Saturday, October 6, 2012
What Are the Benefits of Organic Food?
A recent study from Stanford University looked at 17 studies comparing people who ate organic or conventional diets, and 223 studies comparing the bacterial, fungal or pesticide contamination of such foods. There were no long-term studies of health outcomes between the two diets in their analysis. The studies showed no consistent differences in the vitamin content of organic products, although there were higher levels of omega-3 fatty acids in organic milk. The study did find that organic produce had a 30% lower risk of pesticide contamination, but the pesticide levels in all food generally fell within the allowable safety limits. They found that children on organic diets had lower levels of pesticide residues in their urine, and organic chicken and pork reduced exposure to antibiotic resistant bacteria, but the clinical significance of all these findings were found to be unclear.
Many people have been confused by these findings from Stanford. Is organic food worth the extra money? Charles Benbrook, a professor at Washington State University’s Center for Sustaining Agriculture and Natural Resources, wrote a compelling answer in the October issue of Nutrition Action Healthletter. Benbrook has worked for the National Academy of Sciences, and consults for The Organic Center. He says that 60% of studies do show a higher nutrient content in organic foods, especially when the comparison is between fruits and vegetable grown in similar locations. The Stanford study did not consistently make such comparisons.
A recent study of tomatoes in Spain showed that organic tomatoes had twice the antioxidant levels as conventional tomatoes. There are two reasons for this. Organic plants have to fend off a range of insects, so they develop more defensive compounds that also keep us healthy. Conventional crops are produced with large amounts of nitrogen fertilizer, which drives up yields and fruit or leaf size, but dilutes the levels of vitamins, minerals and antioxidants.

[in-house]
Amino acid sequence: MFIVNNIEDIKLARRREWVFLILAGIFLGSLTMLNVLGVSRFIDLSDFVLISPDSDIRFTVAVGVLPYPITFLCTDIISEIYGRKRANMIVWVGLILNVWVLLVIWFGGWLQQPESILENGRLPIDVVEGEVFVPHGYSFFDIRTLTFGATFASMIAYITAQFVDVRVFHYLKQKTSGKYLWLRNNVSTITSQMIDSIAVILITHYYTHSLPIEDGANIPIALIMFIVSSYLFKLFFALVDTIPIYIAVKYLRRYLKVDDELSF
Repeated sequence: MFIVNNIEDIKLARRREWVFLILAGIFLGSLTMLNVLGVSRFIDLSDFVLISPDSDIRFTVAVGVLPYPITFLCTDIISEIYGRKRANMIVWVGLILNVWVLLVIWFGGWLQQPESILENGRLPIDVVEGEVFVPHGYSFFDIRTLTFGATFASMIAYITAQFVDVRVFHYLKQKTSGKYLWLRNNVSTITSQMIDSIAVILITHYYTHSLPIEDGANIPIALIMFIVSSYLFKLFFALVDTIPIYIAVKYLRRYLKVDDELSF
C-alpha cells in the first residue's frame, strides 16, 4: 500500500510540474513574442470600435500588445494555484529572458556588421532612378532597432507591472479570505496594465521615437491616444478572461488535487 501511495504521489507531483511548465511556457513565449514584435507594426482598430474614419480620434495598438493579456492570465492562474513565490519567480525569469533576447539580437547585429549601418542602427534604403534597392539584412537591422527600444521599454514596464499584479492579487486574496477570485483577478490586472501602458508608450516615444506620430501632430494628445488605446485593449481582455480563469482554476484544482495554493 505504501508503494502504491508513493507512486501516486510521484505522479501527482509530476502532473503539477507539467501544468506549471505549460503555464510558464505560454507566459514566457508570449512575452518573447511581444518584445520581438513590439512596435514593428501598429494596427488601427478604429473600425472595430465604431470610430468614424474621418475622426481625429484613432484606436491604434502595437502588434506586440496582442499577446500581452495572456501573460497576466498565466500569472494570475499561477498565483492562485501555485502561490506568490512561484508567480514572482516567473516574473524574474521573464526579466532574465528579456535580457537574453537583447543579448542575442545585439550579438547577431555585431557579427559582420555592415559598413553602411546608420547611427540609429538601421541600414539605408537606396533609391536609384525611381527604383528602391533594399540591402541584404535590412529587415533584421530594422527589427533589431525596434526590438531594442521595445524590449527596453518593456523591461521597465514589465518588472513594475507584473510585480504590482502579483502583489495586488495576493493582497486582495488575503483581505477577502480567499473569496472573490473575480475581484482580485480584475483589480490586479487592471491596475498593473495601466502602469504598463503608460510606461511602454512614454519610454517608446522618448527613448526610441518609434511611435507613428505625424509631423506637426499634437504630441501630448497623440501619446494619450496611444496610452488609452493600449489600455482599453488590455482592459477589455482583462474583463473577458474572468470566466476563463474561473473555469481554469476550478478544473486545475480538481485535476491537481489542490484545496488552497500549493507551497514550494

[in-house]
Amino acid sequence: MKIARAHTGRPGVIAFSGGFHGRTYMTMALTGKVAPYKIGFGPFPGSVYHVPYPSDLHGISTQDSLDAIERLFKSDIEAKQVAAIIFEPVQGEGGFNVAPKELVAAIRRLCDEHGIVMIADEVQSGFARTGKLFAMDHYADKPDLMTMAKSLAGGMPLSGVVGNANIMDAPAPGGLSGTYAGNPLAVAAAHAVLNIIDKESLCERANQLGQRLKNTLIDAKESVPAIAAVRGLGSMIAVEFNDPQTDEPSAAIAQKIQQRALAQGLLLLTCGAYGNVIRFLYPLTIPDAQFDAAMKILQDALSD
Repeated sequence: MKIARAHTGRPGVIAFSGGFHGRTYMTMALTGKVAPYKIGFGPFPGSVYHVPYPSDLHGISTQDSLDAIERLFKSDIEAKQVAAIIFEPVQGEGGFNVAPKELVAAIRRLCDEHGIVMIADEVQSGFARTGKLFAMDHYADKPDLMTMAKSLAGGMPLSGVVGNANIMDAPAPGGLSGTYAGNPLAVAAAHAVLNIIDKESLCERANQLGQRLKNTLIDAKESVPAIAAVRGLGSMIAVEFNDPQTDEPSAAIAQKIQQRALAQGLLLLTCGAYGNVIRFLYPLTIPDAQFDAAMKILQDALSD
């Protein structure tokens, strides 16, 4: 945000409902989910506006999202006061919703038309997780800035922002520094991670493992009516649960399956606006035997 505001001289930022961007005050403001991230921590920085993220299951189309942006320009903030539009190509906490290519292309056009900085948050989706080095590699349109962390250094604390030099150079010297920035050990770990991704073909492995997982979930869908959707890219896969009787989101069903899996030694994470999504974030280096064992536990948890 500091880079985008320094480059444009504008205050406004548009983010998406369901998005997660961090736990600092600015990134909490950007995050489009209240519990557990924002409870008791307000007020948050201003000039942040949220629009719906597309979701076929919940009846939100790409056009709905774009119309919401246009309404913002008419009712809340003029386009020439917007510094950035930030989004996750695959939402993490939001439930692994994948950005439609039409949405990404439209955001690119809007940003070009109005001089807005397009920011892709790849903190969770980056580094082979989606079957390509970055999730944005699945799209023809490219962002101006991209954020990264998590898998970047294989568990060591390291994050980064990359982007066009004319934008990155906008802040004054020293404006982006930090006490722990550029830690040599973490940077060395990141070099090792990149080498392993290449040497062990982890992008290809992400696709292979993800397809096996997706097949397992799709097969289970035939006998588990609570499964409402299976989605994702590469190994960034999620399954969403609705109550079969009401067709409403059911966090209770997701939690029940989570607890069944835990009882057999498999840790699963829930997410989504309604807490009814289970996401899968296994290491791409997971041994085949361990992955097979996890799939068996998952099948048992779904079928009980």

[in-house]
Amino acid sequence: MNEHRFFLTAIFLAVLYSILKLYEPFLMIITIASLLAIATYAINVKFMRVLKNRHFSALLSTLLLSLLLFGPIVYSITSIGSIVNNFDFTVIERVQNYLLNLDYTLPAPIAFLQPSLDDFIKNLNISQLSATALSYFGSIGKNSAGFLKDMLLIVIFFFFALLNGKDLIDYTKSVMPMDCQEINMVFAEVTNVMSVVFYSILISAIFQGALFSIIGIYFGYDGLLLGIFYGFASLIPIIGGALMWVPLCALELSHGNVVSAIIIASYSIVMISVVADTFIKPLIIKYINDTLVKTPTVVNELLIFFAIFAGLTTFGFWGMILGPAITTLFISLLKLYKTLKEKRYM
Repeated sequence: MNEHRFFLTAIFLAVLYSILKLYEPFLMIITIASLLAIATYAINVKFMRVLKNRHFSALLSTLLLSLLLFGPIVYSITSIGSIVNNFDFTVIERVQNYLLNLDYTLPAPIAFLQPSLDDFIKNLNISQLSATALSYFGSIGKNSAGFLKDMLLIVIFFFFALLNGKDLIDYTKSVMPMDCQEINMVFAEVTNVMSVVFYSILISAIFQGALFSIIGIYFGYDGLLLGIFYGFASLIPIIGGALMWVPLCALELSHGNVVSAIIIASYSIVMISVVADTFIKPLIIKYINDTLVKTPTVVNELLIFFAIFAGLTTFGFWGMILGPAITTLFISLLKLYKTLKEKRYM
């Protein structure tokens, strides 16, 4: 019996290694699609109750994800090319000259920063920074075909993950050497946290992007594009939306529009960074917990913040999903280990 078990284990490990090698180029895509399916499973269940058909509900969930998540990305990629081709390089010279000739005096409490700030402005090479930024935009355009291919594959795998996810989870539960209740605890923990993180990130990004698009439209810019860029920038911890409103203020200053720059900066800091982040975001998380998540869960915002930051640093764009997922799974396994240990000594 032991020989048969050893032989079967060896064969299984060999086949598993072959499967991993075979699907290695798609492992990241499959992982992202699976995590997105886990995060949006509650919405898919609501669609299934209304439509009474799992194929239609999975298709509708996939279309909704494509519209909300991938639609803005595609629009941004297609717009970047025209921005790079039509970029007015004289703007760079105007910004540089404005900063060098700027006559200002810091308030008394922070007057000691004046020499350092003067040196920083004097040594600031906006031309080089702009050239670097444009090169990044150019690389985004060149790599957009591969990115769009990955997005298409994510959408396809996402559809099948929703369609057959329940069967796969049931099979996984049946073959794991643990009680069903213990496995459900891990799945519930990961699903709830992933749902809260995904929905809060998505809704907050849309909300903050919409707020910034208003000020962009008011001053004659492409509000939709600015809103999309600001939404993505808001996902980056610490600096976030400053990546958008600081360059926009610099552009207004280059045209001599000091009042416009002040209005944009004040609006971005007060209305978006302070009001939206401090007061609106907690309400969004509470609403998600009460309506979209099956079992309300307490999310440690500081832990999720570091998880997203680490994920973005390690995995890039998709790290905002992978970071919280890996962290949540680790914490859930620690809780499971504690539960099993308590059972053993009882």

Contaminants that cause food poisoning can grow more readily in conventional fields, because of extra nitrogen, and the lesser microbial diversity due to pesticide use. In organic fields there is more microbial biodiversity, so pathogens may not last as long or become as numerous.
Organic foods may not be pesticide free, because of traces blown in from conventional fields. However, pesticide levels are markedly lower. Benbrook has devised a scoring system, the Dietary Risk Index (DRI) that measures the number of different pesticide residues and their levels. Looking at organic versus conventional strawberries, blueberries, apples, grapes, nectarines, peaches and pears grown in the US, the DRI was 3 for organics, versus 24 for conventional fruits. Imported conventional fruits from Chile and Argentina have much higher DRIs than those grown in the US, because of more stringent regulations of pesticide use in the US.
According to Professor Benbrook, there is compelling evidence that low level exposure to organophosphate insecticides in food are contributing to neurologic and developmental problems in children, such as lowered IQ. Lead exposure was found to be most harmful in a Harvard study, followed by organophosphate pesticides and methylmercury. The most compelling evidence of harm comes from the insecticide chlorpyrifos, which has been banned by the EPA for home use, but is still permitted in agriculture. Its level in pregnant farmworkers correlated with lower IQs in their children. When researchers at Emory University in Atlanta gave children organic fruits and vegetables, chlorpyrifos levels fell to almost undetectable levels in their urine in 5 days. Chlorpyrifos is made by Dow Chemical. A coalition of farmworker and advocacy groups filed a lawsuit against the EPA in 2007 seeking to ban the use of chlorpyrifos; the suit is still pending.
Professor Benbrook thinks that the most important dietary change we can make is to eat more fruits and vegetables, and less bad fat, added sugar and processed food. I’m going to add – eat with the seasons, so that you avoid imported produce with its higher levels of pesticides. The second most important is – of course - to eat organic produce and organic grains. If you can afford it, this is your most important step.
Subscribe to the Nutrition Action Healthletter if you want to keep up with the science of nutrition in an easy, readable format. It’s easy to find the address on-line, and 10 issues cost only $10!
Finally – let always give thanks to our local organic farmers, and to the Bolinas People’s store with its daily array of luscious, healthy food!
Sadja Greenwood MD back issues at on this blog